Archaeologists unearth ancient settlement dating back 11,800 years in Turkey
On Thursday in south-eastern Turkey, an ancient historic site dating back to 11,800 years was discovered.
The area has been home to many different civilizations including the Sumerians, Akkadians, Babylonians, Hittites, Urartians, Romans, Akkadians, Sumerians and Ottoman civilizations. This region belongs to the province of Mardin.
As part of a project to document and rescue cultural sites in the Dargecit district when they came across the 11,800-year-old sewer system and over two dozen architectural artifacts. found by Archeologist Ergul Kodas & his team.
There are currently 15 restorers and archaeologists and 50 staff in the area designated by Turkish authorities as a cultural and historical site.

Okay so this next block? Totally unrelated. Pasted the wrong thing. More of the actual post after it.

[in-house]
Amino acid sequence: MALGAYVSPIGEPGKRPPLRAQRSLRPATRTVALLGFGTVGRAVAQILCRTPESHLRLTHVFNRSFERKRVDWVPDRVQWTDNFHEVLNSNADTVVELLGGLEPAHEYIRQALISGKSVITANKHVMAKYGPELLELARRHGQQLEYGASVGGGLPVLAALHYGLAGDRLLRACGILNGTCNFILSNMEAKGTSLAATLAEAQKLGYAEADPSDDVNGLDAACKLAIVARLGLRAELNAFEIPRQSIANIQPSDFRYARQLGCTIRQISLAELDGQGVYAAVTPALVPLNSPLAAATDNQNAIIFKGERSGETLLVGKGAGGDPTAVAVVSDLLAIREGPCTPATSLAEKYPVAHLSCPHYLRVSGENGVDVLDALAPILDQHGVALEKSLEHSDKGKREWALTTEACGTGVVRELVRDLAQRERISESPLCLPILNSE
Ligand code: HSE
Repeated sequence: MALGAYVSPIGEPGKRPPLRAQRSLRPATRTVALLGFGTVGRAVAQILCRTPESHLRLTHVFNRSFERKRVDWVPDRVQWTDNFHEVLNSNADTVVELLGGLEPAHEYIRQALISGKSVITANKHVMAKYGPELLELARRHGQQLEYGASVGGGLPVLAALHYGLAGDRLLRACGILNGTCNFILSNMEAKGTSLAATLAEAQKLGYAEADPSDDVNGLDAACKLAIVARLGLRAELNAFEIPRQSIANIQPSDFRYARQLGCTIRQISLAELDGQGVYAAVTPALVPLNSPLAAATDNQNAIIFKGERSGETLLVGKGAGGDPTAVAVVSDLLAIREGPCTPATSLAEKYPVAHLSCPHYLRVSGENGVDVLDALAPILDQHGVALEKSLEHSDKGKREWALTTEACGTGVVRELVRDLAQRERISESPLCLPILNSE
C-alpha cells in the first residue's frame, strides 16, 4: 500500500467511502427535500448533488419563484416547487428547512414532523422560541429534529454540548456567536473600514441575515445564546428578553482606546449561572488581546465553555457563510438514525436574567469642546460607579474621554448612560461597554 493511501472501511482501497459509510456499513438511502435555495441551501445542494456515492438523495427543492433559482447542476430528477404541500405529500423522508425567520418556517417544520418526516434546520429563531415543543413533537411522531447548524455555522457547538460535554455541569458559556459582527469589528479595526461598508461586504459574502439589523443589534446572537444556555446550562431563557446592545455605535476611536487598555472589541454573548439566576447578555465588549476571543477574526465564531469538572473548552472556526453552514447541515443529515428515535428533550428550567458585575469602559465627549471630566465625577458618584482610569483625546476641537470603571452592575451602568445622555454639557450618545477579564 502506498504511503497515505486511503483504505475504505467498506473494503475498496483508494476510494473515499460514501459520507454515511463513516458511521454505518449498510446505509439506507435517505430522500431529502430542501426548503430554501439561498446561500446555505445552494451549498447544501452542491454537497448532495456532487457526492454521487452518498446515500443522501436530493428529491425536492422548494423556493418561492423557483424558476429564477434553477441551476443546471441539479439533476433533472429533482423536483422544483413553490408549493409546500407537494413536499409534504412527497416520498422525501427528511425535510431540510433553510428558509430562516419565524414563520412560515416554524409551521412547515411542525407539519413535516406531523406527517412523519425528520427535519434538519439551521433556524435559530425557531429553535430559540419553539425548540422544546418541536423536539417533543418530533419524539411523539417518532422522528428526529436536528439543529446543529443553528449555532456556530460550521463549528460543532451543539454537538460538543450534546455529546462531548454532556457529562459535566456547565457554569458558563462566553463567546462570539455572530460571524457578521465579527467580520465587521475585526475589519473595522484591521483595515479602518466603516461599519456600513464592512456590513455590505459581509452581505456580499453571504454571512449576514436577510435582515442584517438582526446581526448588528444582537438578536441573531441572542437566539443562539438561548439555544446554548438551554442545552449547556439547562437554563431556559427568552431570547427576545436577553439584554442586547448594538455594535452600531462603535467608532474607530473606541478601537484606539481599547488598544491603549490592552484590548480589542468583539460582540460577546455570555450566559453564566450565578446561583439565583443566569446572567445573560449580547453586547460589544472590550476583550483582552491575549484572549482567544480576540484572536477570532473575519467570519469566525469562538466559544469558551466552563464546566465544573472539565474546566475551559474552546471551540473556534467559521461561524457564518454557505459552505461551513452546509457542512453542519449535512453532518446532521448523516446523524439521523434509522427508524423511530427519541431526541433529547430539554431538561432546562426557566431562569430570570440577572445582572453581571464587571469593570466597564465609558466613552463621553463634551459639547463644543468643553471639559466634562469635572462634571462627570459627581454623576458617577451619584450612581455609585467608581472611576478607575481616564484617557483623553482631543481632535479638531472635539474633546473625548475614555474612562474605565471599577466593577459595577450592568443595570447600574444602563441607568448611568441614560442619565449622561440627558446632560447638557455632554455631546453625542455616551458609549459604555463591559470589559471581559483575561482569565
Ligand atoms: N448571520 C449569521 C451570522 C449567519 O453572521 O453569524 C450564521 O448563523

Kodas, the head of the excavation team, said the historical site was inhabited for a long period around 9800 B.C. and that there were eight-story historical buildings reaching up to seven meters in height.
He noted that the sewer system was the oldest known in history, saying: “We were only able to unearth a certain portion of the sewer system, and confirmed it was [located] in a public use area.”
On Oct.31, an ancient temple estimated to be over 11,000 years old — which belongs almost to the same period as Gobeklitepe, the famed “oldest temple in the world” located in southeastern Sanliurfa province of Turkey — was found at the same excavation site.